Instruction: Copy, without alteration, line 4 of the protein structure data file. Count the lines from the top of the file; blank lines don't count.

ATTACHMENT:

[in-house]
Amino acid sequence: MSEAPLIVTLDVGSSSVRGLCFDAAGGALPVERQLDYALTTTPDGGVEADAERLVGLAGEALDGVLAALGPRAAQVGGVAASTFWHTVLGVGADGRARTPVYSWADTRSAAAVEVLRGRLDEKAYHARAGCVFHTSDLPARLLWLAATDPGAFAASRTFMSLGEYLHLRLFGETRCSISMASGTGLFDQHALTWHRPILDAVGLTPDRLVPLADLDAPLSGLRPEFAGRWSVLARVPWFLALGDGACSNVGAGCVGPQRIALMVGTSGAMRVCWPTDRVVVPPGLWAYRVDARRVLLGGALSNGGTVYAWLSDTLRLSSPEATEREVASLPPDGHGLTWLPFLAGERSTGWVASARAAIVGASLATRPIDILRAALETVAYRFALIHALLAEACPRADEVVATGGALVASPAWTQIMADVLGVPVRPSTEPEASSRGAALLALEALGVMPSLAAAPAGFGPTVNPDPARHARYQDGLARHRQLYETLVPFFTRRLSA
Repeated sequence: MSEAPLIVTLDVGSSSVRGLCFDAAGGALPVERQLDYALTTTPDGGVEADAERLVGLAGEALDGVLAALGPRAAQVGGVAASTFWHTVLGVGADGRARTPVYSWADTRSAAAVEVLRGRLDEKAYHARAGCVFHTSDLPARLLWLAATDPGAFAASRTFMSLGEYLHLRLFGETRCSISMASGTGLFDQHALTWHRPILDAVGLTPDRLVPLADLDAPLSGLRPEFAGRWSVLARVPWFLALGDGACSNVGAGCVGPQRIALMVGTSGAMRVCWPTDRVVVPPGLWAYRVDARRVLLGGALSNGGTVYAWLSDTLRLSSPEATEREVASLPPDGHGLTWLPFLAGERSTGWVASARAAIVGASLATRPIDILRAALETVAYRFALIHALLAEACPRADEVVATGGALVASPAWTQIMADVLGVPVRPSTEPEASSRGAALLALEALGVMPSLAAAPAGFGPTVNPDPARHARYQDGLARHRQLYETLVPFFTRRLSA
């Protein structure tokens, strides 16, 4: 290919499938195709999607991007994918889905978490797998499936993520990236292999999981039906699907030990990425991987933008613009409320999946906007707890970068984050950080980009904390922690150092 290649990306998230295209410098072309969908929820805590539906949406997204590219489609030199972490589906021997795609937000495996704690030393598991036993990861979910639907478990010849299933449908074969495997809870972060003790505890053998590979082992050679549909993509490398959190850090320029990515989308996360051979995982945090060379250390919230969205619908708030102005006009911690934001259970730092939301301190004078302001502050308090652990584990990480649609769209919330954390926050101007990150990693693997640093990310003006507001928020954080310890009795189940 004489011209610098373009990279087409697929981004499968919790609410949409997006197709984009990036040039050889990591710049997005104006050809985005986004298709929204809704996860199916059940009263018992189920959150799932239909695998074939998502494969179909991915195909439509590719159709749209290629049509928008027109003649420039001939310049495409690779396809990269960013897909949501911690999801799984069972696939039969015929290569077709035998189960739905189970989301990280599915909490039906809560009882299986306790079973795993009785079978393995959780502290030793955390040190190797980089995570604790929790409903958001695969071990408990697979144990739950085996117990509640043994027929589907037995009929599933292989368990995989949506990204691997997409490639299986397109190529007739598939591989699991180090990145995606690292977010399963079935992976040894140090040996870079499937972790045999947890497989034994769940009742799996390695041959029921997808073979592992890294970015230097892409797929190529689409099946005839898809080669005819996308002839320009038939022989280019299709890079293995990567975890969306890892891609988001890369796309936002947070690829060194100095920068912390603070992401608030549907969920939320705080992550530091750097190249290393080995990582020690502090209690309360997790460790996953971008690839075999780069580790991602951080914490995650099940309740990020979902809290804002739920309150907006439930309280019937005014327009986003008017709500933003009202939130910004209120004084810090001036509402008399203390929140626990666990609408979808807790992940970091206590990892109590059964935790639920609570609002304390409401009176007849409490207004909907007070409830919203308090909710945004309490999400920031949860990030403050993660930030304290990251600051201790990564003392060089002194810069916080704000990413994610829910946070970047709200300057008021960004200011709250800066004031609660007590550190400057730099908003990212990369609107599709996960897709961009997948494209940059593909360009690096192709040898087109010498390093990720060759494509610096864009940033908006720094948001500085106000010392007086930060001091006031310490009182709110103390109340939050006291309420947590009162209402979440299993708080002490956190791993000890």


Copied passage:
């Protein structure tokens, strides 16, 4: 290919499938195709999607991007994918889905978490797998499936993520990236292999999981039906699907030990990425991987933008613009409320999946906007707890970068984050950080980009904390922690150092 290649990306998230295209410098072309969908929820805590539906949406997204590219489609030199972490589906021997795609937000495996704690030393598991036993990861979910639907478990010849299933449908074969495997809870972060003790505890053998590979082992050679549909993509490398959190850090320029990515989308996360051979995982945090060379250390919230969205619908708030102005006009911690934001259970730092939301301190004078302001502050308090652990584990990480649609769209919330954390926050101007990150990693693997640093990310003006507001928020954080310890009795189940 004489011209610098373009990279087409697929981004499968919790609410949409997006197709984009990036040039050889990591710049997005104006050809985005986004298709929204809704996860199916059940009263018992189920959150799932239909695998074939998502494969179909991915195909439509590719159709749209290629049509928008027109003649420039001939310049495409690779396809990269960013897909949501911690999801799984069972696939039969015929290569077709035998189960739905189970989301990280599915909490039906809560009882299986306790079973795993009785079978393995959780502290030793955390040190190797980089995570604790929790409903958001695969071990408990697979144990739950085996117990509640043994027929589907037995009929599933292989368990995989949506990204691997997409490639299986397109190529007739598939591989699991180090990145995606690292977010399963079935992976040894140090040996870079499937972790045999947890497989034994769940009742799996390695041959029921997808073979592992890294970015230097892409797929190529689409099946005839898809080669005819996308002839320009038939022989280019299709890079293995990567975890969306890892891609988001890369796309936002947070690829060194100095920068912390603070992401608030549907969920939320705080992550530091750097190249290393080995990582020690502090209690309360997790460790996953971008690839075999780069580790991602951080914490995650099940309740990020979902809290804002739920309150907006439930309280019937005014327009986003008017709500933003009202939130910004209120004084810090001036509402008399203390929140626990666990609408979808807790992940970091206590990892109590059964935790639920609570609002304390409401009176007849409490207004909907007070409830919203308090909710945004309490999400920031949860990030403050993660930030304290990251600051201790990564003392060089002194810069916080704000990413994610829910946070970047709200300057008021960004200011709250800066004031609660007590550190400057730099908003990212990369609107599709996960897709961009997948494209940059593909360009690096192709040898087109010498390093990720060759494509610096864009940033908006720094948001500085106000010392007086930060001091006031310490009182709110103390109340939050006291309420947590009162209402979440299993708080002490956190791993000890």